Zhdanov, Andrei (1896–1948)

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ZHDANOV, ANDREI (1896–1948)


Soviet Communist Party ideology chief during the late 1930s and 1940s.

Andrei Alexandrovich Zhdanov was born into the family of a well-educated school inspector and raised in Tver province. He moved to Moscow in 1915 to pursue postsecondary education, only to be drafted into the tsarist army during the following year. A member of the Russian Social Democratic Labor Party (RSDLP) since 1915, he gravitated toward the Bolsheviks in mid-1917 and performed party, state, and military duties in the Urals and Tver until 1922, when he was transferred to Nizhny Novgorod. It was in this latter province—renamed Gorky in 1929—that Zhdanov made a name for himself as an administrator during the chaos of industrialization and collectivization.

Promoted to Moscow in 1934 to serve in the secretariat of the party's Central Committee (CC), Zhdanov worked as a troubleshooter in agriculture, education, and cultural affairs. Adept at interpreting and implementing Joseph Stalin's orders, Zhdanov was appointed Leningrad party secretary after Sergei Kirov's assassination in December 1934. Between 1934 and 1936 he purged Leningrad ruthlessly, determined to root out the city's "anti-Soviet elements," following this up with another round of purges during the Great Terror (1936–1938). Zhdanov also played a prominent role in All-Union Party affairs in Moscow during these years, focusing on the Stakhanovite labor movement, the 1936 Stalin constitution, and the Comintern's "popular front" policies abroad. He also worked on propaganda and mass mobilization, developing a Russocentric, statist, ideological line, for mass consumption, and a new party catechism for the rank and file centered around Stalin's cult of personality and the Short Course on the History of the All-Union Communist Party (Bolsheviks), a notoriously close-minded and dogmatic textbook. Zhdanov was rewarded for his efforts in 1939 with promotion to full membership in the Politburo. After the conclusion of the Nazi-Soviet pact in 1939, Zhdanov supervised the ideological dimensions of eastern Poland's incorporation into the USSR. He also served as chief ideologist during the disastrous Soviet-Finnish war (1939–1940) and later coordinated the 1940 annexation of Estonia. These and other duties indicate that by the late 1930s, only Vyacheslav Molotov outranked Zhdanov in Stalin's inner circle.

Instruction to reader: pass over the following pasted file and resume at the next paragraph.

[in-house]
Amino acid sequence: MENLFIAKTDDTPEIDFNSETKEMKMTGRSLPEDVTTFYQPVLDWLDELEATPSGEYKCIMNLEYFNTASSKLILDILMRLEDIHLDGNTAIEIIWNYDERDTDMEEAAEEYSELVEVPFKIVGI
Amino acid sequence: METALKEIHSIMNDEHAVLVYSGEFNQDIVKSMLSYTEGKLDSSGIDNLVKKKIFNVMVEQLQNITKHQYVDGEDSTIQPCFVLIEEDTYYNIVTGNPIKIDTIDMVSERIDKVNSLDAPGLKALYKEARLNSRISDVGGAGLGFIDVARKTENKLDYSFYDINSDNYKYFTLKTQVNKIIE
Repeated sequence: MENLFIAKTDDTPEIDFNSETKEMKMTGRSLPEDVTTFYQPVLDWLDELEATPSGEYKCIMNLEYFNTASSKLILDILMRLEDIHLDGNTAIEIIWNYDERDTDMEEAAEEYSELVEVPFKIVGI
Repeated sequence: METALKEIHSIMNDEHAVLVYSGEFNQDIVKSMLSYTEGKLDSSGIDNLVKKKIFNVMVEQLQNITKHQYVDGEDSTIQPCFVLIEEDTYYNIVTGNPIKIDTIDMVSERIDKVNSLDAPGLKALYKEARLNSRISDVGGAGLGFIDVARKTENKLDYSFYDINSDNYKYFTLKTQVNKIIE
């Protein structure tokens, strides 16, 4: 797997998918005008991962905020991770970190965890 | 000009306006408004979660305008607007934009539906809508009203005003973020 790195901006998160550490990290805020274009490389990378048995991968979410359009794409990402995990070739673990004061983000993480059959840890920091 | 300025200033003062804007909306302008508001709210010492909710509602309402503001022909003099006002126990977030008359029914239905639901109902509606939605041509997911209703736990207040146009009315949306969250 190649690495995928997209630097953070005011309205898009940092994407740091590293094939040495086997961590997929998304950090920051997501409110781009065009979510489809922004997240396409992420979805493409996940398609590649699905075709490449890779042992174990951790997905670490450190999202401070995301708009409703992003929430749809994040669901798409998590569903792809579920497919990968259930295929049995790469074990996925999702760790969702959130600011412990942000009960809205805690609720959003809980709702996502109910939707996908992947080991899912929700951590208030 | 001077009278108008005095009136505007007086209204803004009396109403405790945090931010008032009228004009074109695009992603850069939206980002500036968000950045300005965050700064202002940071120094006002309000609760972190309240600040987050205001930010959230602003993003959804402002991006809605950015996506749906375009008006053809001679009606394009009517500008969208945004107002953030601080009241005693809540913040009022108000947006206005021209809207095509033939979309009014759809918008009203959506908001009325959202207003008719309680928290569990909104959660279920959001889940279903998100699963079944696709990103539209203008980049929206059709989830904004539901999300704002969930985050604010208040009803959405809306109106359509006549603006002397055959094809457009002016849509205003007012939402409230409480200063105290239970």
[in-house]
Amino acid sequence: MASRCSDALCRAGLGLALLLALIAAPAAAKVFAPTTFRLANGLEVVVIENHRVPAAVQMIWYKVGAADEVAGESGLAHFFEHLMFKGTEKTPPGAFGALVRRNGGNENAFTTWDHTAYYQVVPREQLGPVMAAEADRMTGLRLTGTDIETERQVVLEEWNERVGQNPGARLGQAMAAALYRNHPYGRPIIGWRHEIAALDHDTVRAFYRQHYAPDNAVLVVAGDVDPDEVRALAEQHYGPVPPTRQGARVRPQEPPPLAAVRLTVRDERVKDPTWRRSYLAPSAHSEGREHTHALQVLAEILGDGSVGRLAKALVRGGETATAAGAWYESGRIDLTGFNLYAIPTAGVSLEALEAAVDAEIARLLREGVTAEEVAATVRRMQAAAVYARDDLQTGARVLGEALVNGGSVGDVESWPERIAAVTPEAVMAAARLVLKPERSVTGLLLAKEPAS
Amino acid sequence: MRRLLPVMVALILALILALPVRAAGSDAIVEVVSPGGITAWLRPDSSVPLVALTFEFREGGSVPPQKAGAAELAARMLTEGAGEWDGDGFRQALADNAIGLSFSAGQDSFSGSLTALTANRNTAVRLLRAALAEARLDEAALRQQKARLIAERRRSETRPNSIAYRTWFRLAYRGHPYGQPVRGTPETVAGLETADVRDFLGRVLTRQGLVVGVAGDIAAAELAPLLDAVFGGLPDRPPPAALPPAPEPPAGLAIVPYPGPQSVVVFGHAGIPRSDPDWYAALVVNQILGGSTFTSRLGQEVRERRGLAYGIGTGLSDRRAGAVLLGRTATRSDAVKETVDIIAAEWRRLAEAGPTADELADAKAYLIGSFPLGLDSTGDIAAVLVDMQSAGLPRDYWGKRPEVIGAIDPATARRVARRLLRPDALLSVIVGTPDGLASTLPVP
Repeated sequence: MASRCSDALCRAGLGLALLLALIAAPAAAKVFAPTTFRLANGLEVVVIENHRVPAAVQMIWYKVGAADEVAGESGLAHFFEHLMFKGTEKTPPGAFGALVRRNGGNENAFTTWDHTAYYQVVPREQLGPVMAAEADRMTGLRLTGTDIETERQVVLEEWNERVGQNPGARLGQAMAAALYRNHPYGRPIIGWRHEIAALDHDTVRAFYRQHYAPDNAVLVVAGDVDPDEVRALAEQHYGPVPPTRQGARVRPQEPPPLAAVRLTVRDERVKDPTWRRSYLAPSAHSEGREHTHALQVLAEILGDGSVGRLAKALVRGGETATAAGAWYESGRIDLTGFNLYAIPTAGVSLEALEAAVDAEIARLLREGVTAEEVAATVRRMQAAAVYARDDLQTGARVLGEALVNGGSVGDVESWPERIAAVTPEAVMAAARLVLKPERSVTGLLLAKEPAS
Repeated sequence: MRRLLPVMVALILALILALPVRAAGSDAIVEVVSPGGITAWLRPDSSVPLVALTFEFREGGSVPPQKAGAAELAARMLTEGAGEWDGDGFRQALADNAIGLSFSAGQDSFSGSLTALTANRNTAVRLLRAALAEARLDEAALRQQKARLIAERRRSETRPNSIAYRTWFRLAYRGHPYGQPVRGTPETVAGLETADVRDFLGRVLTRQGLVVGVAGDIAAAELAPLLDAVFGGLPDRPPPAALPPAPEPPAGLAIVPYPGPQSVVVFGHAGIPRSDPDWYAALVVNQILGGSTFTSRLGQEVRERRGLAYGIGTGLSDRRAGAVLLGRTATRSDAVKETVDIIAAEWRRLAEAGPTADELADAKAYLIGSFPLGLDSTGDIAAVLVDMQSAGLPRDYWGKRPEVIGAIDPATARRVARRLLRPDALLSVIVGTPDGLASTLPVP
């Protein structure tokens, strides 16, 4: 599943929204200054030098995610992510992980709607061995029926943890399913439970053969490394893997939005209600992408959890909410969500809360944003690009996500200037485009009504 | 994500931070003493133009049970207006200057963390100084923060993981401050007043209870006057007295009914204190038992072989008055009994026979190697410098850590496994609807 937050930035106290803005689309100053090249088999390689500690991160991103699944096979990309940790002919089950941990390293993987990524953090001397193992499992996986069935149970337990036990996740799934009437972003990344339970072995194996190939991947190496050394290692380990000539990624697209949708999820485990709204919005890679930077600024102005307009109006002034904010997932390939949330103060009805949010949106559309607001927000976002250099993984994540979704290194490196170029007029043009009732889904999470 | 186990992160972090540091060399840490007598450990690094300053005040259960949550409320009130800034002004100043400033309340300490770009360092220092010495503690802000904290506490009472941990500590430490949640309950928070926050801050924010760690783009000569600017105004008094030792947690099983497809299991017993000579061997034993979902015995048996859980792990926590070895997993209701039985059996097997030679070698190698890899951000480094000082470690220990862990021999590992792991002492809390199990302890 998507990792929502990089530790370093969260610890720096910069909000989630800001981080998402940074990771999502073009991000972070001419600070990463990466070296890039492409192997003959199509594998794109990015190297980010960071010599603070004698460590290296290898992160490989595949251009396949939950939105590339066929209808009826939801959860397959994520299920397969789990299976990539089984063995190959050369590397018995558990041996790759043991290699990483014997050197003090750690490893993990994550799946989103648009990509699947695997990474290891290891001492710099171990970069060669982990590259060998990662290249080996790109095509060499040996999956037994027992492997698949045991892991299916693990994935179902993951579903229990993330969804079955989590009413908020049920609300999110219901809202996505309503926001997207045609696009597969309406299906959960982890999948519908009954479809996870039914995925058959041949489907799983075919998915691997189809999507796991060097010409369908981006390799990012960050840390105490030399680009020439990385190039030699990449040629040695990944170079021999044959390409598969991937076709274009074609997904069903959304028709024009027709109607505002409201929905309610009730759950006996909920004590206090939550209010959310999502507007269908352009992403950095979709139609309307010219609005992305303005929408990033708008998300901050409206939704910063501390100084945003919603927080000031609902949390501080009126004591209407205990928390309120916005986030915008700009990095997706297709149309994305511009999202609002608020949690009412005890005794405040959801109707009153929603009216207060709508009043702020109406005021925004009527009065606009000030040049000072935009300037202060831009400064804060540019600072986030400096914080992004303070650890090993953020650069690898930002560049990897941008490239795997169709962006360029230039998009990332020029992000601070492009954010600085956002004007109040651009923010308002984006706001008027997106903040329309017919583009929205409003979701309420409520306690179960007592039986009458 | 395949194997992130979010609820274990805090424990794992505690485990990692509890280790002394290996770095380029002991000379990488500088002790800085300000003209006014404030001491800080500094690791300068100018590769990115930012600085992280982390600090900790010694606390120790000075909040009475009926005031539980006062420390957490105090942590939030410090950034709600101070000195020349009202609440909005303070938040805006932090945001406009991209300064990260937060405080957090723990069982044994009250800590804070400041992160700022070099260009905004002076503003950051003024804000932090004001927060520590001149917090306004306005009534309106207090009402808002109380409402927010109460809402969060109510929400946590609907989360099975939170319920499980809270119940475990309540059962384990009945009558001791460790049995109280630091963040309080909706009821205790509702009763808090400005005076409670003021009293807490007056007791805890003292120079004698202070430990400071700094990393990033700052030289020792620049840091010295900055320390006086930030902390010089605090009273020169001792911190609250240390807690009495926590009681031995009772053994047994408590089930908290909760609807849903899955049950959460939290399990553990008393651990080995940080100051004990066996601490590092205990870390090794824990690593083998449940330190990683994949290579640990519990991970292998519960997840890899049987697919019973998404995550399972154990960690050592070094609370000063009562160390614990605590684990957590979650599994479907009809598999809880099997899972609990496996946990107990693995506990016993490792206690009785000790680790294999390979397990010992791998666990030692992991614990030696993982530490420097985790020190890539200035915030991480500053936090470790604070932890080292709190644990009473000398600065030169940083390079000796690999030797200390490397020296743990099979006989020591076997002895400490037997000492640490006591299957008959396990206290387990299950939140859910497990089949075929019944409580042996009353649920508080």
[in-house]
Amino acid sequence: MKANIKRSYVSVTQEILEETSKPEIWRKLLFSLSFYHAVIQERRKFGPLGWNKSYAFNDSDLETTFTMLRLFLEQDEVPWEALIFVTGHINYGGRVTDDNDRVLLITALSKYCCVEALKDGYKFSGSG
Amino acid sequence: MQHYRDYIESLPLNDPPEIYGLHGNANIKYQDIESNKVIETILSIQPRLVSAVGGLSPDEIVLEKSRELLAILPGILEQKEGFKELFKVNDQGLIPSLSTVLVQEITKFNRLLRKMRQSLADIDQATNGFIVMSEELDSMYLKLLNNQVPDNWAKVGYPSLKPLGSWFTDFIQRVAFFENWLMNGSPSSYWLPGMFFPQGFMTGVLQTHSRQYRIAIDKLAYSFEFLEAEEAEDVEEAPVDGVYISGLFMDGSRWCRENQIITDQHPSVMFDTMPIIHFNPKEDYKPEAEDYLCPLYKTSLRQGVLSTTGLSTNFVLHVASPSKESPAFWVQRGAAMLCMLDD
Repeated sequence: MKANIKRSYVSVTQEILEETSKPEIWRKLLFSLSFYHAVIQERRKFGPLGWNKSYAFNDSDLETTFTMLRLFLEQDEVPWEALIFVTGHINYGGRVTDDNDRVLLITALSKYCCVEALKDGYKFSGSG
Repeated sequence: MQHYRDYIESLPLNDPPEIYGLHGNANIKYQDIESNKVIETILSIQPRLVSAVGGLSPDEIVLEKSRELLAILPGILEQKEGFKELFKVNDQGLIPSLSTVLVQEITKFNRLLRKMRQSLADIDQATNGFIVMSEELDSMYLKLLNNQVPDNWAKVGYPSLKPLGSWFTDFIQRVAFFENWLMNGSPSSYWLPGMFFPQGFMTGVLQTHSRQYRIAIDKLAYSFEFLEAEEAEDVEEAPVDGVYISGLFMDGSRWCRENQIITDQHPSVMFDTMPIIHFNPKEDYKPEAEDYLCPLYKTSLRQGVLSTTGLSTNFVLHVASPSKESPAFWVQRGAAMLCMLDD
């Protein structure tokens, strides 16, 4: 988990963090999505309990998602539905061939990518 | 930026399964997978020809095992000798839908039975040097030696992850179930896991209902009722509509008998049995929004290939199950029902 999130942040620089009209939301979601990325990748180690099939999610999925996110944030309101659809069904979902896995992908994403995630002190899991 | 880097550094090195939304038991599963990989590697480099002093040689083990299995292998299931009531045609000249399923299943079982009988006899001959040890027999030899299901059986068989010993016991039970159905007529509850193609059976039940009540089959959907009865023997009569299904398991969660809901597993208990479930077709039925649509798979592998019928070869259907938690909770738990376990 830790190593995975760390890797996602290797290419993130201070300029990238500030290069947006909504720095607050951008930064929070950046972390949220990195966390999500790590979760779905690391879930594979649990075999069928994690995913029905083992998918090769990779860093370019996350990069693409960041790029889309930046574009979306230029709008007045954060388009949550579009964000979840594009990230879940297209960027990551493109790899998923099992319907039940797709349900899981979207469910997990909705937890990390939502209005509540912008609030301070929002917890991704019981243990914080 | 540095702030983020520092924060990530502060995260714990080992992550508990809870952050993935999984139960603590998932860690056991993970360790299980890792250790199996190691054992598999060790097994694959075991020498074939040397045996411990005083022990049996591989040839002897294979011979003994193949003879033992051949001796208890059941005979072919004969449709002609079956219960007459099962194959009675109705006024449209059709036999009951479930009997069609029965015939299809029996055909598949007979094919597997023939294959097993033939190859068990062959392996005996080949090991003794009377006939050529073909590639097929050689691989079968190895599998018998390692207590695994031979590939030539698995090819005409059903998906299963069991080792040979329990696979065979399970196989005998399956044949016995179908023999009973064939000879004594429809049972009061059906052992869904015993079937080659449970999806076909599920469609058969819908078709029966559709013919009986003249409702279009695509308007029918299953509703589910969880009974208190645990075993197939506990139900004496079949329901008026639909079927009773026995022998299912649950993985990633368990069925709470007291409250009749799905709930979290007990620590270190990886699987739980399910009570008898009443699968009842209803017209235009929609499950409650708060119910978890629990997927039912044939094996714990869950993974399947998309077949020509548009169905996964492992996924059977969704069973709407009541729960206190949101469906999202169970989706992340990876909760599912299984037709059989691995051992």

After the Nazi invasion of the USSR on 22 June 1941, Zhdanov answered for the defense of Leningrad, although illness frequently forced him to cede day-to-day command to his deputy, Alexei Kuznetsov. Still, Zhdanov remained in the embattled city during its epic nine-hundred-day siege, stubbornly refusing to relinquish ultimate responsibility for the birthplace of the revolution. In mid-1944 Zhdanov returned to Moscow to resume his leading role in the All-Union Party and in early 1945 passed his position as Leningrad party secretary to Kuznetsov. Although Georgy Malenkov and Lavrenty Beria had firmly ensconced themselves in the state bureaucracy and security services during the war, Zhdanov took advantage of his rivals' involvement in a series of early postwar scandals to transfer Kuznetsov to the CC secretariat in March 1946. Zhdanov then reasserted control over ideological affairs and assigned Kuznetsov to Malenkov's former position supervising party cadres. Soon Zhdanov was in de facto control of the secretariat and moved to promote other allies from Gorky and Leningrad into powerful central positions, including Mikhail Rodionov (chair of the Russian Republic's Council of Ministers) and Nikolai Voznesensky (chair of the All-Union State Planning Agency and deputy chair of the USSR Council of Ministers). Kuznetsov reinforced this group's prominence by using his influence over cadres policy to appoint other allies to major posts. The latter's assumption of control over Beria's old fiefdom—state security—in September 1947 confirmed the primacy of Zhdanov's Leningrad faction, and rumors hinted that Stalin was beginning to regard Kuznetsov and Voznesensky as his potential heirs.